Experts Weigh In: What Features Should You Look for When Buying a Mattress
Who doesn't want a great night's sleep? If your bed is too hard, you might not be able to sleep. And if it's too soft? Same problem! Sure, a good mattress can be expensive, and finding the right one can take some time, but investing in the best mattress for your body will pay off for years.
Think about it: If you get the suggested eight hours of sleep a night (though let's be honest, we're lucky if we get six), you're spending a third of your day in bed, which translates to about 3,000 hours a year. Don't you want that place to be a cozy sanctuary instead of a lumpy version of hell? Thought so. So why are you sleeping on an old mattress that slumps in the middle, has bumps in all the wrong places and gives you a kink in the neck and back? It's high time you got a new mattress. So where do you start?
What's the Best Mattress for You?
With dozens of mattress types on the market, you need to do your homework. People have different needs and preferences when it comes to mattresses, so the one your neighbor just got, loves, and insists you buy may not work for you. "A mattress is a very personal choice," says Mary Helen Uusimaki, VP of marketing and communications for the Better Sleep Council. "A mattress should support you, and each mattress is like a fingerprint."
You'll want to determine your needs by asking yourself (and the internet) some questions:
- Do you have back or neck issues?
- Do you need a firmer or softer mattress?
- Should the mattress have a pillow top?
- Do you sleep alone or share your bed?
- What size bed are you looking for?
- How much can you afford to spend?
A Mattress for Every Budget
After you've considered what you want from your mattress, start exploring the types of mattresses on the market. With manufacturers like Sealy, Stearns & Foster, Simmons, Tempur-Pedic, Hästens, Sleep Number and more, the search for a new mattress can be daunting. But know that each category —basic, luxury or something in between — has a mattress for you. "There are pretty distinct price points when you go into a store, and within each category, most manufacturers will have a good, better and best mattress," Uusimaki says. "Consumers will be able to find the right mattress for them within each price range."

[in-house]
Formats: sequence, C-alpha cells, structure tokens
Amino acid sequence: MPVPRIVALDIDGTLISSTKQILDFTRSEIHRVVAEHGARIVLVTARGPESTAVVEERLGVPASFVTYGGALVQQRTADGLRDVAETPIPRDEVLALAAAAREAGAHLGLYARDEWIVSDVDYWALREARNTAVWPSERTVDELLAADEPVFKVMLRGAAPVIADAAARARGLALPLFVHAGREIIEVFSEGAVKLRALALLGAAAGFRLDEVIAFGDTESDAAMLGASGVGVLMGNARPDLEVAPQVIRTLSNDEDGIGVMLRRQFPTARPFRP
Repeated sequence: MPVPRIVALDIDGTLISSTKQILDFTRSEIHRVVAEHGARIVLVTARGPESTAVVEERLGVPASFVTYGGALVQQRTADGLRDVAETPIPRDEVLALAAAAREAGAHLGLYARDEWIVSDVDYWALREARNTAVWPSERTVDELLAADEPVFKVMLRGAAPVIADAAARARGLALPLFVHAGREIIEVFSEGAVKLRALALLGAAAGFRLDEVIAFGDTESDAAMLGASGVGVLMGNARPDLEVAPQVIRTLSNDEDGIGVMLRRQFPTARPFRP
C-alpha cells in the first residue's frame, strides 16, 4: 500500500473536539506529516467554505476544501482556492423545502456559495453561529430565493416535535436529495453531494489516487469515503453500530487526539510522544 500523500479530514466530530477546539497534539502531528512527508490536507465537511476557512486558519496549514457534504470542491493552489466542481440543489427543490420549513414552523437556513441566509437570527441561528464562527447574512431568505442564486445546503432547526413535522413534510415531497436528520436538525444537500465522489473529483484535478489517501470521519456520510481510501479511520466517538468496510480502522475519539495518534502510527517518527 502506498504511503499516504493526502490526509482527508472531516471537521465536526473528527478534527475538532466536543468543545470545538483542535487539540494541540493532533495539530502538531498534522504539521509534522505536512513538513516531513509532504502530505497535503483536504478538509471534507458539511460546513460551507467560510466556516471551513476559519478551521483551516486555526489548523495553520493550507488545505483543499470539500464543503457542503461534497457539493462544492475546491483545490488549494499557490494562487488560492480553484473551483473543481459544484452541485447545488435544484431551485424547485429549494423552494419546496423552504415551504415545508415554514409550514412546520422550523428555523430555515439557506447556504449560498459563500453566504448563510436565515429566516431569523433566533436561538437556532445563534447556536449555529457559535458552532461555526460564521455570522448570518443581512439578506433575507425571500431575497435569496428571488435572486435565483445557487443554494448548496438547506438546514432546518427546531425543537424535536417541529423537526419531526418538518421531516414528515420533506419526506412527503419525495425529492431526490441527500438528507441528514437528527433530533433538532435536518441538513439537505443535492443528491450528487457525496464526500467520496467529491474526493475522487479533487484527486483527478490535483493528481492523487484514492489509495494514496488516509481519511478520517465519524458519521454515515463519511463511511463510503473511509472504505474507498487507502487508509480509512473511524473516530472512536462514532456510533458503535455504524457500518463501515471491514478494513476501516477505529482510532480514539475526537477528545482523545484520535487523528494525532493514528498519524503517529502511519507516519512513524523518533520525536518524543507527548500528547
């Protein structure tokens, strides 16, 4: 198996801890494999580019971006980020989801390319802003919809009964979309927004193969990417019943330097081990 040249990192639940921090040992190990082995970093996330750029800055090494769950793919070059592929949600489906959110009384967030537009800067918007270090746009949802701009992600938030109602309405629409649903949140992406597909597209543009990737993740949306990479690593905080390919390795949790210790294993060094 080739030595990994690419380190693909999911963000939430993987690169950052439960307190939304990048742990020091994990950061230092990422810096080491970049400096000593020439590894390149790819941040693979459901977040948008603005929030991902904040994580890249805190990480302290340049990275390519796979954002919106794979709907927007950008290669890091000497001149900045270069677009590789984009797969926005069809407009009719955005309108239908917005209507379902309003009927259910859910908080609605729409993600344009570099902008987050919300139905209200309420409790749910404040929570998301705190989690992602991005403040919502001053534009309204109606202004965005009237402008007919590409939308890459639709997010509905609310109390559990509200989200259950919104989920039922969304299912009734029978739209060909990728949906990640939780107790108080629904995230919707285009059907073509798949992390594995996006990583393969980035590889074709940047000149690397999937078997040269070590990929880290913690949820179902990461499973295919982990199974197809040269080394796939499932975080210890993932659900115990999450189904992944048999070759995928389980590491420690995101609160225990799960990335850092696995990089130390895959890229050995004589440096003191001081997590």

Uusimaki says that everyone should physically go into a store to test out beds. "We tell consumers to put on comfortable clothes, take their pillow or favorite blanket and bring their partner to the store," Uusimaki adds.
Springs vs. Foam vs. Air
Now look at other options, like memory foam, pillow top, organic materials, horsehair, or an adjustable base. Many considerations go into finding your ideal bed. That's why you need to do your homework and go into a store to lie on different beds in what Uusimaki calls a "rest test."
Uusimaki says consumers should reevaluate their mattress every seven years to determine whether it's holding up and is also still what their body needs. Where you may have enjoyed a spring mattress a while ago, today you may want memory foam. With all these different materials, fillers and toppings, what's the difference?
Innerspring: Has a series of interconnected steel coil springs in one unit or individual pocket coils. The more coils, the more the points of contact spread out throughout the bed. Don't worry, you're not sleeping directly on top of the springs; they're covered with various materials to add comfort and support.
Foam: Combines various types of foam, like memory or latex foam, and can have more density.
Hybrid: Blends steel coil springs and foam.
Waterbed: Pretty self-explanatory, don’tcha think?
Pillow Top: If you want a firm mattress, but also want a little cushion, a mattress with a sewn-in pillow top may do the trick.
Horsehair: These are some of the most expensive beds made, but people swear by them. They are handcrafted by Hästens, a Swedish company, made with all-natural materials, and filled with horsehair. They can cost tens of thousands of dollars.
Air Bed: The best example of an air bed, which is a bed that uses air-filled chambers you can control for support, is the Sleep Number bed. It allows you to adjust the amount of support on both sides of the bed. This is great for couples who have different sleep needs.
Adjustable Base: Think of a hospital bed, but with more style. You can adjust the base, so the bed allows you to sit up, raise your knees and more. You'll need to get a mattress that is made for this type of base, and it can be made with springs, foam, etc.
Once you are armed with knowledge, you can head to the store with confidence; the salesperson should be able to direct you to a handful of mattresses to check out within your specifications. You'll want to lie on each bed for a few minutes, and be sure to get into your preferred sleep position just to make sure you’re giving the mattress as accurate a “test-drive” as possible.